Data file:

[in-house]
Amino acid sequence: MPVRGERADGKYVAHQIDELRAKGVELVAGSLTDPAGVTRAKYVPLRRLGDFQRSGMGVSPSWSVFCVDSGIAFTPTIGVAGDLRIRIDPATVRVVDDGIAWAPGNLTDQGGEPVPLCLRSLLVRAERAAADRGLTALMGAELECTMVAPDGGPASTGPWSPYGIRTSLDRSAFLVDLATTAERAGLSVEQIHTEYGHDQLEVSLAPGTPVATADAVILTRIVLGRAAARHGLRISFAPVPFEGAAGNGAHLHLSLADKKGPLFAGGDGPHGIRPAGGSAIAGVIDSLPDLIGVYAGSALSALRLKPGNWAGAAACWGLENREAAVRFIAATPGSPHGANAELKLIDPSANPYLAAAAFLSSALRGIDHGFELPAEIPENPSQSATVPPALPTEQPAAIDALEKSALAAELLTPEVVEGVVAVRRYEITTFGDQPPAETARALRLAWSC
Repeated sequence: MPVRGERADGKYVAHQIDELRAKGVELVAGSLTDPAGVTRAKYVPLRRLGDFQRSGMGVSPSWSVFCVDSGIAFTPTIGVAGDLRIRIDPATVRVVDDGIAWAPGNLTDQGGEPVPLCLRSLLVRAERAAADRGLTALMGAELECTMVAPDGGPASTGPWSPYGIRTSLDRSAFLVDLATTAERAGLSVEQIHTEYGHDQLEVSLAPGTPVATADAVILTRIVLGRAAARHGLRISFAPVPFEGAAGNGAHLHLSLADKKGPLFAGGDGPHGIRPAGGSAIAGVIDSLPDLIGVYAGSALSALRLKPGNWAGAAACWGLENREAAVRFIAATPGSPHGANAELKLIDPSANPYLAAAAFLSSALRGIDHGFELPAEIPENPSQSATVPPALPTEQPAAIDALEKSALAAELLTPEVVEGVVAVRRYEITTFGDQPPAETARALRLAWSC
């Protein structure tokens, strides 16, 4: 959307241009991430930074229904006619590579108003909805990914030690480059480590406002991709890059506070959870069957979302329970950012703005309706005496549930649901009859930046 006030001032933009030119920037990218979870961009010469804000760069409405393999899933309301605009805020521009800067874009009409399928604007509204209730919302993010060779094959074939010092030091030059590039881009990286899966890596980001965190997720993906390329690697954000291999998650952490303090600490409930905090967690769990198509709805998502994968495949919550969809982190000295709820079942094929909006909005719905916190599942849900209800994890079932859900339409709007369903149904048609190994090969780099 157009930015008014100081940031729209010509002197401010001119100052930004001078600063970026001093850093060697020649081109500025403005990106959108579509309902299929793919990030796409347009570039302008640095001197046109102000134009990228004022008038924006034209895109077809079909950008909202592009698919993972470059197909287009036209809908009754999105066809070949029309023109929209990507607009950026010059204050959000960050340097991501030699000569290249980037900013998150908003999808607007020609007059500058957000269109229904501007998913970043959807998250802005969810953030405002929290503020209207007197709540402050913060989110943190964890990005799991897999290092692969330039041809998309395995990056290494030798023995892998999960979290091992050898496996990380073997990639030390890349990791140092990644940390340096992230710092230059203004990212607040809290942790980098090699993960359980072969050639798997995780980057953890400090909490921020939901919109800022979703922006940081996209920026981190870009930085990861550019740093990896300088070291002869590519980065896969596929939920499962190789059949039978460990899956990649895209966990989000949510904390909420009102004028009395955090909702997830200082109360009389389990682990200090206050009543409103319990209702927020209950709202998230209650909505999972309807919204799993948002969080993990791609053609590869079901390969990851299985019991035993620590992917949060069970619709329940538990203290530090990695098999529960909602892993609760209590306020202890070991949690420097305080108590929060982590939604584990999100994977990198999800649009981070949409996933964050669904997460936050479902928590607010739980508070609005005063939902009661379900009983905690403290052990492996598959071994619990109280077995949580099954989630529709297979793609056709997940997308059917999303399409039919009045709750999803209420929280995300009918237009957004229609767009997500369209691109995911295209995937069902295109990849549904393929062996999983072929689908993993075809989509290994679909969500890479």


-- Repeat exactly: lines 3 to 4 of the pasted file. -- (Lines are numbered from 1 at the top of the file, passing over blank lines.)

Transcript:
Repeated sequence: MPVRGERADGKYVAHQIDELRAKGVELVAGSLTDPAGVTRAKYVPLRRLGDFQRSGMGVSPSWSVFCVDSGIAFTPTIGVAGDLRIRIDPATVRVVDDGIAWAPGNLTDQGGEPVPLCLRSLLVRAERAAADRGLTALMGAELECTMVAPDGGPASTGPWSPYGIRTSLDRSAFLVDLATTAERAGLSVEQIHTEYGHDQLEVSLAPGTPVATADAVILTRIVLGRAAARHGLRISFAPVPFEGAAGNGAHLHLSLADKKGPLFAGGDGPHGIRPAGGSAIAGVIDSLPDLIGVYAGSALSALRLKPGNWAGAAACWGLENREAAVRFIAATPGSPHGANAELKLIDPSANPYLAAAAFLSSALRGIDHGFELPAEIPENPSQSATVPPALPTEQPAAIDALEKSALAAELLTPEVVEGVVAVRRYEITTFGDQPPAETARALRLAWSC
């Protein structure tokens, strides 16, 4: 959307241009991430930074229904006619590579108003909805990914030690480059480590406002991709890059506070959870069957979302329970950012703005309706005496549930649901009859930046 006030001032933009030119920037990218979870961009010469804000760069409405393999899933309301605009805020521009800067874009009409399928604007509204209730919302993010060779094959074939010092030091030059590039881009990286899966890596980001965190997720993906390329690697954000291999998650952490303090600490409930905090967690769990198509709805998502994968495949919550969809982190000295709820079942094929909006909005719905916190599942849900209800994890079932859900339409709007369903149904048609190994090969780099 157009930015008014100081940031729209010509002197401010001119100052930004001078600063970026001093850093060697020649081109500025403005990106959108579509309902299929793919990030796409347009570039302008640095001197046109102000134009990228004022008038924006034209895109077809079909950008909202592009698919993972470059197909287009036209809908009754999105066809070949029309023109929209990507607009950026010059204050959000960050340097991501030699000569290249980037900013998150908003999808607007020609007059500058957000269109229904501007998913970043959807998250802005969810953030405002929290503020209207007197709540402050913060989110943190964890990005799991897999290092692969330039041809998309395995990056290494030798023995892998999960979290091992050898496996990380073997990639030390890349990791140092990644940390340096992230710092230059203004990212607040809290942790980098090699993960359980072969050639798997995780980057953890400090909490921020939901919109800022979703922006940081996209920026981190870009930085990861550019740093990896300088070291002869590519980065896969596929939920499962190789059949039978460990899956990649895209966990989000949510904390909420009102004028009395955090909702997830200082109360009389389990682990200090206050009543409103319990209702927020209950709202998230209650909505999972309807919204799993948002969080993990791609053609590869079901390969990851299985019991035993620590992917949060069970619709329940538990203290530090990695098999529960909602892993609760209590306020202890070991949690420097305080108590929060982590939604584990999100994977990198999800649009981070949409996933964050669904997460936050479902928590607010739980508070609005005063939902009661379900009983905690403290052990492996598959071994619990109280077995949580099954989630529709297979793609056709997940997308059917999303399409039919009045709750999803209420929280995300009918237009957004229609767009997500369209691109995911295209995937069902295109990849549904393929062996999983072929689908993993075809989509290994679909969500890479």